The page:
Creative ways to make the most of matzo

March 31, 1993|By Kyra Effren So: "Jewish Holiday Kitchen" by Joan Nathan (Schocken Books, | Kyra Effren So: "Jewish Holiday Kitchen" by Joan Nathan (Schocken Books

Passover comes once a year -- but that box of Passover matzo meal seems to last forever.

The holiday, which commemorates the exodus of the Jews from Egypt, this year begins on the evening of April 5.

During the eight days, no leavened foods are eaten, in remembrance of the Jews' hasty departure, when there was no time to allow the bread to rise.

Matzo, matzo meal, cake meal and potato starch take the place of bread, flour, cornstarch, baking powder and yeast.

Most families follow a traditional Seder menu on the first and second nights of Passover. For the rest of the holiday, it is a challenge to find palatable recipes that meet the dietary guidelines.

When it's over, one is invariably left with half-full boxes of Passover ingredients that must be frozen until the following year, thrown out or used up.

But the traditional Passover ingredients lend themselves to recipes that are delicious enough to include in menus throughout the year.

* Matzo: Many people eat matzo all year as a cracker; it may also be used as an ingredient.

The "Geschmirte" matzo recipe has been handed down through many generations. When I served it at a Passover service 20 years ago, an 80-year-old man told me the last time he had eaten it was in Poland, where his great-aunt made it.

It is eaten for breakfast, lunch and dinner and any time in between.

Matzo brie is a pancake made from matzo and eggs, fried and served with cinnamon-sugar, honey, maple syrup or preserves. It, too, has stood the test of generations -- the mark of a good recipe.

* Cake meal and potato starch: These two ingredients often are used together to create the right blend for cakes and pastries.

To convert a "regular" recipe to one that is acceptable for Passover, replace each cup of cake flour with 1/4 cup matzo cake meal mixed with 3/4 cup potato starch. The cake meal provides the substance and the potato starch gives the lightness.

Mandelbrot uses both ingredients and resembles the biscotti so beloved in Italy. It can be eaten all year, and in our house it usually is.

The spinach gnocchi or dumplings are Italian in origin and use potato starch.

It is also good to remember that potato starch can be substituted for cornstarch.

* Matzo meal: Matzo meal is the main ingredient in matzo balls, which are eaten year-round.

It may be used instead of bread crumbs for breading fish and chicken.

Geschmirte matzo

Makes 36 squares.

1/2 cup milk

4 matzos

16 ounces soft cream cheese

1/2 cup sour cream

1/2 cup sugar

1 tablespoon potato flour

juice of half a lemon

3 eggs

1 tablespoon cinnamon-sugar

Heat oven to 350 degrees. Pour the milk into a large shallow dish and lay the matzos in 1 at a time, turning to soak both sides. Set the matzos on a greased cookie sheet.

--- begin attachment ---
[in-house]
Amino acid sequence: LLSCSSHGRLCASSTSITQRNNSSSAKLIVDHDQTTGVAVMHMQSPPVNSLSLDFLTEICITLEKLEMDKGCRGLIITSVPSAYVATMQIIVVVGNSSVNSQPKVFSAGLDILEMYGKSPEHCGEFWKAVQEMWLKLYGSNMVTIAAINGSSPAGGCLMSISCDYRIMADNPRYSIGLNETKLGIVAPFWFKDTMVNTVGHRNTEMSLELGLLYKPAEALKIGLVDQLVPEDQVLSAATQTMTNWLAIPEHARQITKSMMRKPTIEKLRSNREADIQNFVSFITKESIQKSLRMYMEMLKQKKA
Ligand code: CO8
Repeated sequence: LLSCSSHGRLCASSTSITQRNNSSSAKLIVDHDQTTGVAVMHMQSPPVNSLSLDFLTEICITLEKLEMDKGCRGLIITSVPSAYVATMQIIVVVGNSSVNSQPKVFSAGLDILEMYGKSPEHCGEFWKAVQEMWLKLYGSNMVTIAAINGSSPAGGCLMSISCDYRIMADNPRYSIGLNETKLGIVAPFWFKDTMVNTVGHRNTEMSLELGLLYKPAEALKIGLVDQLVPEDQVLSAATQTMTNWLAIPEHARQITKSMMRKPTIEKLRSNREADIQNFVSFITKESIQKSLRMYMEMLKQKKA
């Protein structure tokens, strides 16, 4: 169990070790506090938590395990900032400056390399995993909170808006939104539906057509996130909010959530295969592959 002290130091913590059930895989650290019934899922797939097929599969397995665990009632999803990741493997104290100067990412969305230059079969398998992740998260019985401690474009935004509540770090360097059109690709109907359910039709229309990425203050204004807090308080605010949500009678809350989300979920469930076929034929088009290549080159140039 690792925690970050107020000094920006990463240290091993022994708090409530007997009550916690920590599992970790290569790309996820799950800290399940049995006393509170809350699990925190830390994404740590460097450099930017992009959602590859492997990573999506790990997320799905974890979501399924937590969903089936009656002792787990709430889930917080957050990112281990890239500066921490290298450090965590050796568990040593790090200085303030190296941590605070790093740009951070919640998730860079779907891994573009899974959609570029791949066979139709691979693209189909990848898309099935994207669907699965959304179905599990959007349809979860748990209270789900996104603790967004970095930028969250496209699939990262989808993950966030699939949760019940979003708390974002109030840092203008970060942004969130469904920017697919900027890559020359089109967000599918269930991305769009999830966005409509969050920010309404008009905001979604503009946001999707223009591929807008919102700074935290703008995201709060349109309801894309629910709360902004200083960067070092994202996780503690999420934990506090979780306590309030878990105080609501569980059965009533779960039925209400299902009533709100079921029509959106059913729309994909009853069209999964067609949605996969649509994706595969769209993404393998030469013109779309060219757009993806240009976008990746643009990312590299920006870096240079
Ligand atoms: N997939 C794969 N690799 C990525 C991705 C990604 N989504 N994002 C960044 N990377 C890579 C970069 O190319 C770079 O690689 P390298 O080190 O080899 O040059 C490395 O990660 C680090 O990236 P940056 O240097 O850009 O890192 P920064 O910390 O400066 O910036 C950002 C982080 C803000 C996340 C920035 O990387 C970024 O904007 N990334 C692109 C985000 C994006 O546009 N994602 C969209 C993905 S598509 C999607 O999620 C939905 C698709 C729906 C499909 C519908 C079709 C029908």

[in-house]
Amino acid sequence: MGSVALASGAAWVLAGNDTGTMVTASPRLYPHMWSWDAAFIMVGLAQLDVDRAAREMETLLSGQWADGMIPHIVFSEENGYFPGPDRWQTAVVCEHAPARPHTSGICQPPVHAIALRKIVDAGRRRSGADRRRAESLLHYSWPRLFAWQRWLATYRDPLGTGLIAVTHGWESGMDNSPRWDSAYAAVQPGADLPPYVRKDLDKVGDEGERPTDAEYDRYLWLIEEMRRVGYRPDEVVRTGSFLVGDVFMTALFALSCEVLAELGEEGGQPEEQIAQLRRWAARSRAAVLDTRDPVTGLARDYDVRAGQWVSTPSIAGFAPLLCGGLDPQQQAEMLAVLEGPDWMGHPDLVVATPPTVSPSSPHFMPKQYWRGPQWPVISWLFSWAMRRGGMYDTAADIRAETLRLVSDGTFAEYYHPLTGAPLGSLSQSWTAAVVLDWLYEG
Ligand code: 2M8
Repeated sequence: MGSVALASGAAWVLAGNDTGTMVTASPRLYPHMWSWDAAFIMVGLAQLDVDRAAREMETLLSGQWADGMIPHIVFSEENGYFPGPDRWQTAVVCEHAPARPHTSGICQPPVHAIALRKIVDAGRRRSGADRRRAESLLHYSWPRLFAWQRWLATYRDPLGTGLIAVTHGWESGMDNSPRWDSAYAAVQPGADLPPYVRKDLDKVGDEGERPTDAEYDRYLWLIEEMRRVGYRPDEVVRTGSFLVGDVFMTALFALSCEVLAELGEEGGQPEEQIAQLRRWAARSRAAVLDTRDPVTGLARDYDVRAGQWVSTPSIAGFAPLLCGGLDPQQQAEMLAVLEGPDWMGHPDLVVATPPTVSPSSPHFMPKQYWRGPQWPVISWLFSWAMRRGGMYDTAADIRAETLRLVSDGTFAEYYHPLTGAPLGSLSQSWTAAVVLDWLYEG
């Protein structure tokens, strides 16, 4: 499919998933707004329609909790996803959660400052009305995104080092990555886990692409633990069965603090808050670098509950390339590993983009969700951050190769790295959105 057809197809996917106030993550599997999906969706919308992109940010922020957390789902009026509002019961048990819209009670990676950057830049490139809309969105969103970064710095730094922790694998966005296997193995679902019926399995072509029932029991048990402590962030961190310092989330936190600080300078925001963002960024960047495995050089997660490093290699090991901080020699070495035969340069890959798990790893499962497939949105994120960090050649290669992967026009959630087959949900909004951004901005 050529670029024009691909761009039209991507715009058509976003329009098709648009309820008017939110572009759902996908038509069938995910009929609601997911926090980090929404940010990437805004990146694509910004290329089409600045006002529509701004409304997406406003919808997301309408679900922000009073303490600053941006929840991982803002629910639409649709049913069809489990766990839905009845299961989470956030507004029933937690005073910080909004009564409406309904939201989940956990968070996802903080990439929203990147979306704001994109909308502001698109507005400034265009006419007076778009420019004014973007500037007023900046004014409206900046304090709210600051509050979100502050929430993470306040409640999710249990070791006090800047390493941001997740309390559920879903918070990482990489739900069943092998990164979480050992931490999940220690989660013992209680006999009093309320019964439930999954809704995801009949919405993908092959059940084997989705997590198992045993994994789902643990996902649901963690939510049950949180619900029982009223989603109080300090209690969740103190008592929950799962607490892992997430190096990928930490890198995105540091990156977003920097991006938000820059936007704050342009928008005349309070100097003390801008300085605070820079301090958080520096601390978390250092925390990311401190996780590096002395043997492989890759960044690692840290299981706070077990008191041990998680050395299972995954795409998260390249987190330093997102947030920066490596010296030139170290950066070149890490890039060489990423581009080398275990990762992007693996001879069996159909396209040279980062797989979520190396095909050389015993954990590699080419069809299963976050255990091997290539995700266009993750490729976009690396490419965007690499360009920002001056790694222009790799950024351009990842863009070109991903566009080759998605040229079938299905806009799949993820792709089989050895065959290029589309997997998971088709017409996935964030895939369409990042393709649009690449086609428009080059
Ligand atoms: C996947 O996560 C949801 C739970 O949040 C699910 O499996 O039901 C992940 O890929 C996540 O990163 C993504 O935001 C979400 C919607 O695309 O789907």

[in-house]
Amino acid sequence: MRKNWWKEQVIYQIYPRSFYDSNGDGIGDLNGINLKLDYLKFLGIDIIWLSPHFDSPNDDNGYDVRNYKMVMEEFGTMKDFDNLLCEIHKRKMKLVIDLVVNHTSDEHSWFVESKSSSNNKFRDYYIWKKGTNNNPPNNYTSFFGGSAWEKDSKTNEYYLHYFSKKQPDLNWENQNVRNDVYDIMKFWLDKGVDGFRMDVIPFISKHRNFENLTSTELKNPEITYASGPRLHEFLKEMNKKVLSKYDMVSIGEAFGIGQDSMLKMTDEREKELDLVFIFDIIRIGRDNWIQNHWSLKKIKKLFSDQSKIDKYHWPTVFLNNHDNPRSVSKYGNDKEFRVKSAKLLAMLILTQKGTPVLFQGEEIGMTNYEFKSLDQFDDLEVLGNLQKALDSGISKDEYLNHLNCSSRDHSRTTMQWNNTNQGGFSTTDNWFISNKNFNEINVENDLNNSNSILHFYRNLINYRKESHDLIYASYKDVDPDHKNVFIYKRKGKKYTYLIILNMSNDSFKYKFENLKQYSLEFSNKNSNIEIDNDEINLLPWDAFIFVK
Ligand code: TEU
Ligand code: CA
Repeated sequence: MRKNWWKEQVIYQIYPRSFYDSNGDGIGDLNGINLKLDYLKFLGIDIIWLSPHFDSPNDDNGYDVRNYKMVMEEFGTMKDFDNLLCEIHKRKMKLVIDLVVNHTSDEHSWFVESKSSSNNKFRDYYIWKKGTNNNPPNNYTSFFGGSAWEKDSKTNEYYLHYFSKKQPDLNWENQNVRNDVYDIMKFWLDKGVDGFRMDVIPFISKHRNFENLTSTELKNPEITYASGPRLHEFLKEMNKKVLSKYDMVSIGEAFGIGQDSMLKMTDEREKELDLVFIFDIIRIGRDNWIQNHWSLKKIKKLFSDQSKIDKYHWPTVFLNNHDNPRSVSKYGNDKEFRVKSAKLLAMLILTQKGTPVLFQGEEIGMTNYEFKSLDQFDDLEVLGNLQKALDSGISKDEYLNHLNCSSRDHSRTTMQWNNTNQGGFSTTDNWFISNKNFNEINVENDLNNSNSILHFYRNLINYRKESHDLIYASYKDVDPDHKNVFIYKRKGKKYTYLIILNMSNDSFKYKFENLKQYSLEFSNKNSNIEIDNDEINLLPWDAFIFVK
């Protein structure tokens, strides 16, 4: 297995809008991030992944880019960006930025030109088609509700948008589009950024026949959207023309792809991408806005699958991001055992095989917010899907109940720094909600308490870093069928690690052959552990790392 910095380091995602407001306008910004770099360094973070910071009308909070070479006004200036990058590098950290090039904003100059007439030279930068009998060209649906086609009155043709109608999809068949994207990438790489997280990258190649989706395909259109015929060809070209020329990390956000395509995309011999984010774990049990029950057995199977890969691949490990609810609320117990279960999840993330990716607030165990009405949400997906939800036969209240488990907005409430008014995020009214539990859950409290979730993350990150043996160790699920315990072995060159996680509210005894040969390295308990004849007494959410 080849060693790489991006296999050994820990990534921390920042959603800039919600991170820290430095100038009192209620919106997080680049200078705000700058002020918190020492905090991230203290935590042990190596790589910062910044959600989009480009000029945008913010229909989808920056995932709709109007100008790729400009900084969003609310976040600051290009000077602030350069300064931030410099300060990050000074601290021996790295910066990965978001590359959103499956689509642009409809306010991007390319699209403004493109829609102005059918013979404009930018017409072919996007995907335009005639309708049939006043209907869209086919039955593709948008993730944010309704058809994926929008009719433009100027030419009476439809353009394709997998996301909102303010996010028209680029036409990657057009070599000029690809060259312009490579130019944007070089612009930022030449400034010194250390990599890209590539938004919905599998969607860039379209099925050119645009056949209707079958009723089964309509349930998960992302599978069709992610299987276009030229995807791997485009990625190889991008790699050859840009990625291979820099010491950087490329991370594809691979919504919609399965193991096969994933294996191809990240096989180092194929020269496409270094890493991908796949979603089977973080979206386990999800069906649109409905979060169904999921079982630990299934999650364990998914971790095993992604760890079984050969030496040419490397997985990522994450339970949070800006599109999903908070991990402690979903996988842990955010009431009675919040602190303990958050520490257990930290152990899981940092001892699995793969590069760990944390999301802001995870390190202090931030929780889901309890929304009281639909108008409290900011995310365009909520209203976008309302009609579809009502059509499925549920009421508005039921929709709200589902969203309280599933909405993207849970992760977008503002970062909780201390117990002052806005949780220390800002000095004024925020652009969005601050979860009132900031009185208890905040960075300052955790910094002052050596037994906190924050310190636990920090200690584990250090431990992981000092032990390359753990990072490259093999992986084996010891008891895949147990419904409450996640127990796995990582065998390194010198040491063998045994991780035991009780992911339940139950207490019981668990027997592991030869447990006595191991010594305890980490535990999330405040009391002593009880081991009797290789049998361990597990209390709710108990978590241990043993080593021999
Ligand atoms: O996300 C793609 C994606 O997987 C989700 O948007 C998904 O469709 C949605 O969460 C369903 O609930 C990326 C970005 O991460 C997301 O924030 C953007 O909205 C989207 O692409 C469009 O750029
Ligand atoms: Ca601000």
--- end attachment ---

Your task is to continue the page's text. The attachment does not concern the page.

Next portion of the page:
Beat remaining ingredients (except the cinnamon-sugar) until smooth. Spoon onto matzos, spreading to cover. Sprinkle with the cinnamon-sugar. Bake for 10 or 15 minutes, until puffed and lightly browned. Remove from oven; cut each matzo into 9 squares.

Per serving: calories: 80; fat: 5 grams; cholesterol: 33 milligrams; sodium: 44 milligrams; percent calories from fat: 60.

Matzo brie

Makes 3 to 4 servings.

3 matzos

3 eggs

1/2 teaspoon salt

1/8 teaspoon pepper

2 tablespoons butter or margarine

water

Pour boiling water over the matzos; soak for 10 minutes. Drain Heat oven to 350 degrees. Divide batter into 2 pieces; form each into a 12-inch roll on an oiled cookie sheet. Bake for 30 minutes or until dry but not crisp through. Remove from oven and cut each roll into 16 slices; lay slices on the cookie sheet (you may have to add another cookie sheet) and bake another 10 minutes. Turn the cookies onto the other cut side and bake 10 minutes more, or until crisp and lightly browned.

Per serving: calories: 116; fat: 8 grams; cholesterol: 20 milligrams; sodium: 40 milligrams; percent calories from fat: 64.

Spinach gnocchi

Makes 24 large or 40 small dumplings.

2 cups cooked spinach, squeezed dry

1 cup ricotta cheese

3/4 cup grated Parmesan

1 egg

3 tablespoons potato starch

1/4 teaspoon nutmeg

1/2 teaspoon salt

Mix all ingredients and form into balls the size of a walnut. (Wet your hands to make rolling easier.)

Bring a large pot of water to the boil and drop the dumplings into the water, boiling a few at a time. They will drop to the bottom and rise to the surface when they are done.

Remove from water, drain and serve with Parmesan cheese as a side dish or with tomato sauce as a light meal.

Per gnocchi (24 gnocchi total): calories: 41; fat: 2 grams; cholesterol: 15 milligrams; sodium: 113 milligrams; percent calories from fat: 52.

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